republic (books 6 - 10)
awakens and nourishes and strengthens the feelings and im-
pairs the reason. As in a city when the evil are permitted to
have authority and the good are put out of the way, so in the
soul of man, as we maintain, the imitative poet implants an evil
constitution, for he indulges the irrational nature which has no
discernment of greater and less, but thinks the same thing at
one time great and at another small--he is a manufacturer of
images and is very far removed from the truth.
But we have not yet brought forward the heaviest count in
our accusation: the power which poetry has of harming even
the good (and there are very few who are not harmed), is
surely an awful thing?
Yes, certainly, if the effect is what you say.
Hear and judge: The best of us, as I conceive, when we
listen to a passage of Homer or one of the tragedians, in which
he represents some pitiful hero who is drawling out his sorrows
in a long oration, or weeping, and smiting his breast--the best
of us, you know, delight in giving way to sympathy, and are in
raptures at the excellence of the poet who stirs our feelings
Yes, of course, I know.
But when any sorrow of our own happens to us, then you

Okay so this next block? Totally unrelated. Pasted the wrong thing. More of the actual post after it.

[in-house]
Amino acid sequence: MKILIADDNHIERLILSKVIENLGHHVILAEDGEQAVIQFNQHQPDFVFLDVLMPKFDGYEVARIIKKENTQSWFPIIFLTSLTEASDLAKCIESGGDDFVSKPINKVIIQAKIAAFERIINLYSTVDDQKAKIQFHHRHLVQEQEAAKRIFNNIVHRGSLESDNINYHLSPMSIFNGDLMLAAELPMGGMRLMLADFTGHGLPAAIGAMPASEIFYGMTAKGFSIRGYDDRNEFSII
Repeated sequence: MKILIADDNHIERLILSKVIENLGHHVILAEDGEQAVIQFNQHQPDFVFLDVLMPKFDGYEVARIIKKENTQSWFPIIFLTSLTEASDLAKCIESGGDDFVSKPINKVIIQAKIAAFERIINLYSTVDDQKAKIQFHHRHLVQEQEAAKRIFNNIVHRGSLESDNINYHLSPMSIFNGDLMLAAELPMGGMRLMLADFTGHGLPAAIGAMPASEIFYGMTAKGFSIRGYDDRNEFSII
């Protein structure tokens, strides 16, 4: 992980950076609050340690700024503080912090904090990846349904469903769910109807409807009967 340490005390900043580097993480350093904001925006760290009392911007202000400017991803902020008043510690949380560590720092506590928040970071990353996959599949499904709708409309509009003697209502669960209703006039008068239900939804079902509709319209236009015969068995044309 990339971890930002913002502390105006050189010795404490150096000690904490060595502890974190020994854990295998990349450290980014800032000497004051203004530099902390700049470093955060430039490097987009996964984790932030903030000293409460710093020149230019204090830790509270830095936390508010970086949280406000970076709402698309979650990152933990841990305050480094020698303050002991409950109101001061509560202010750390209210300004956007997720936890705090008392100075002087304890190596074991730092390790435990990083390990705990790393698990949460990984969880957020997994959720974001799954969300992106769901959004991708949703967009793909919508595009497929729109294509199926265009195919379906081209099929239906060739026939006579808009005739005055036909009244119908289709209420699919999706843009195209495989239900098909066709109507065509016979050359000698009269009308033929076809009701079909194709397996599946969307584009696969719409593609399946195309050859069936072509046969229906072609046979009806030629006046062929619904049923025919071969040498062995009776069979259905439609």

may observe that we pride ourselves on the opposite quality--
we would fain be quiet and patient; this is the manly part, and
the other which delighted us in the recitation is now deemed
to be the part of a woman.
Very true, he said.
Now can we be right in praising and admiring another who
is doing that which any one of us would abominate and be
ashamed of in his own person?
No, he said, that is certainly not reasonable.
Nay, I said, quite reasonable from one point of view.
What point of view?
If you consider, I said, that when in misfortune we feel a
natural hunger and desire to relieve our sorrow by weeping
and lamentation, and that this feeling which is kept under con-
trol in our own calamities is satisfied and delighted by the
poets; the better nature in each of us, not having been suffi-
ciently trained by reason or habit, allows the sympathetic ele-
ment to break loose because the sorrow is another's; and the
spectator fancies that there can be no disgrace to himself in
praising and pitying anyone who comes telling him what a good
man he is, and making a fuss about his troubles; he thinks
that the pleasure is a gain, and why should he be supercilious
and lose this and the poem too? Few persons ever reflect, as I
should imagine, that from the evil of other men something of
evil is communicated to themselves. And so the feeling of sor-
row which has gathered strength at the sight of the misfortunes
of others is with difficulty repressed in our own.
How very true!